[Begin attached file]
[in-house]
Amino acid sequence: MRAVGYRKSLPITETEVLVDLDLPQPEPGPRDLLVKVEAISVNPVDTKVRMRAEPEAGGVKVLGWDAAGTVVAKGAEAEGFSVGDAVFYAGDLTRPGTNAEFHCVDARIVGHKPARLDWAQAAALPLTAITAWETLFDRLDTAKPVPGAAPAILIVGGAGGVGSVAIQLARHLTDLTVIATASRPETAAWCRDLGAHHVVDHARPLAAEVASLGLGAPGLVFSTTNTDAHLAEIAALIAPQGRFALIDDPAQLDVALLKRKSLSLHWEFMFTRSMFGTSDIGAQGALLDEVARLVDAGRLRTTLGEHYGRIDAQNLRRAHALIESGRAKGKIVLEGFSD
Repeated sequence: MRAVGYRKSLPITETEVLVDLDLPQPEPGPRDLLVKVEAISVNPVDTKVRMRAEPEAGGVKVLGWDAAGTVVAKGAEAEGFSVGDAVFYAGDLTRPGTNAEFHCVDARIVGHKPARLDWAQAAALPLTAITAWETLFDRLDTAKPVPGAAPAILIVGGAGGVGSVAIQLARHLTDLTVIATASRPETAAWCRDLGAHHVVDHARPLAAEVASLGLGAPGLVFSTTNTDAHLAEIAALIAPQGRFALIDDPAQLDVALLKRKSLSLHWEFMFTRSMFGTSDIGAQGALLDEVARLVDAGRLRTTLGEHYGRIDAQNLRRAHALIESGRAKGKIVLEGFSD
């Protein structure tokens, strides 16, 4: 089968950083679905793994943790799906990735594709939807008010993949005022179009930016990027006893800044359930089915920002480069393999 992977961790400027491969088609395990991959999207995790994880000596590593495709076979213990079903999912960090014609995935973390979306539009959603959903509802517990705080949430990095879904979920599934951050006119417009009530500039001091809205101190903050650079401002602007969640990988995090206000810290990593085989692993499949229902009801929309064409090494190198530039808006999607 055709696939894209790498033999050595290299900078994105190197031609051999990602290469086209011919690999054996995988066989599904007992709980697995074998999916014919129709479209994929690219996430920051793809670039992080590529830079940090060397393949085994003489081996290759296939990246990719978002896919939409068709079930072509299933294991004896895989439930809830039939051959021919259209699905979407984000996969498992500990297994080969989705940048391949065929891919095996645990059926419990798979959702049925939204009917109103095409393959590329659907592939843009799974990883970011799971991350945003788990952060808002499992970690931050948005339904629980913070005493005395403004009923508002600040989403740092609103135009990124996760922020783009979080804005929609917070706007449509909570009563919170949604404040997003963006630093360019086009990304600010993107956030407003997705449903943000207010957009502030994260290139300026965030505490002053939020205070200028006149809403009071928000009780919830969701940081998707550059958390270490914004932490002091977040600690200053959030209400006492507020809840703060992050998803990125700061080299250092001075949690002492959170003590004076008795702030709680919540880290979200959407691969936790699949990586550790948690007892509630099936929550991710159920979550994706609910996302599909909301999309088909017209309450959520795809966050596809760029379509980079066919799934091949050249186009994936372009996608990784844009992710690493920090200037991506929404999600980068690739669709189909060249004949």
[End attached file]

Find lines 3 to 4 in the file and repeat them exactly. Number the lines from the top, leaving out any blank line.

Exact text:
Repeated sequence: MRAVGYRKSLPITETEVLVDLDLPQPEPGPRDLLVKVEAISVNPVDTKVRMRAEPEAGGVKVLGWDAAGTVVAKGAEAEGFSVGDAVFYAGDLTRPGTNAEFHCVDARIVGHKPARLDWAQAAALPLTAITAWETLFDRLDTAKPVPGAAPAILIVGGAGGVGSVAIQLARHLTDLTVIATASRPETAAWCRDLGAHHVVDHARPLAAEVASLGLGAPGLVFSTTNTDAHLAEIAALIAPQGRFALIDDPAQLDVALLKRKSLSLHWEFMFTRSMFGTSDIGAQGALLDEVARLVDAGRLRTTLGEHYGRIDAQNLRRAHALIESGRAKGKIVLEGFSD
């Protein structure tokens, strides 16, 4: 089968950083679905793994943790799906990735594709939807008010993949005022179009930016990027006893800044359930089915920002480069393999 992977961790400027491969088609395990991959999207995790994880000596590593495709076979213990079903999912960090014609995935973390979306539009959603959903509802517990705080949430990095879904979920599934951050006119417009009530500039001091809205101190903050650079401002602007969640990988995090206000810290990593085989692993499949229902009801929309064409090494190198530039808006999607 055709696939894209790498033999050595290299900078994105190197031609051999990602290469086209011919690999054996995988066989599904007992709980697995074998999916014919129709479209994929690219996430920051793809670039992080590529830079940090060397393949085994003489081996290759296939990246990719978002896919939409068709079930072509299933294991004896895989439930809830039939051959021919259209699905979407984000996969498992500990297994080969989705940048391949065929891919095996645990059926419990798979959702049925939204009917109103095409393959590329659907592939843009799974990883970011799971991350945003788990952060808002499992970690931050948005339904629980913070005493005395403004009923508002600040989403740092609103135009990124996760922020783009979080804005929609917070706007449509909570009563919170949604404040997003963006630093360019086009990304600010993107956030407003997705449903943000207010957009502030994260290139300026965030505490002053939020205070200028006149809403009071928000009780919830969701940081998707550059958390270490914004932490002091977040600690200053959030209400006492507020809840703060992050998803990125700061080299250092001075949690002492959170003590004076008795702030709680919540880290979200959407691969936790699949990586550790948690007892509630099936929550991710159920979550994706609910996302599909909301999309088909017209309450959520795809966050596809760029379509980079066919799934091949050249186009994936372009996608990784844009992710690493920090200037991506929404999600980068690739669709189909060249004949």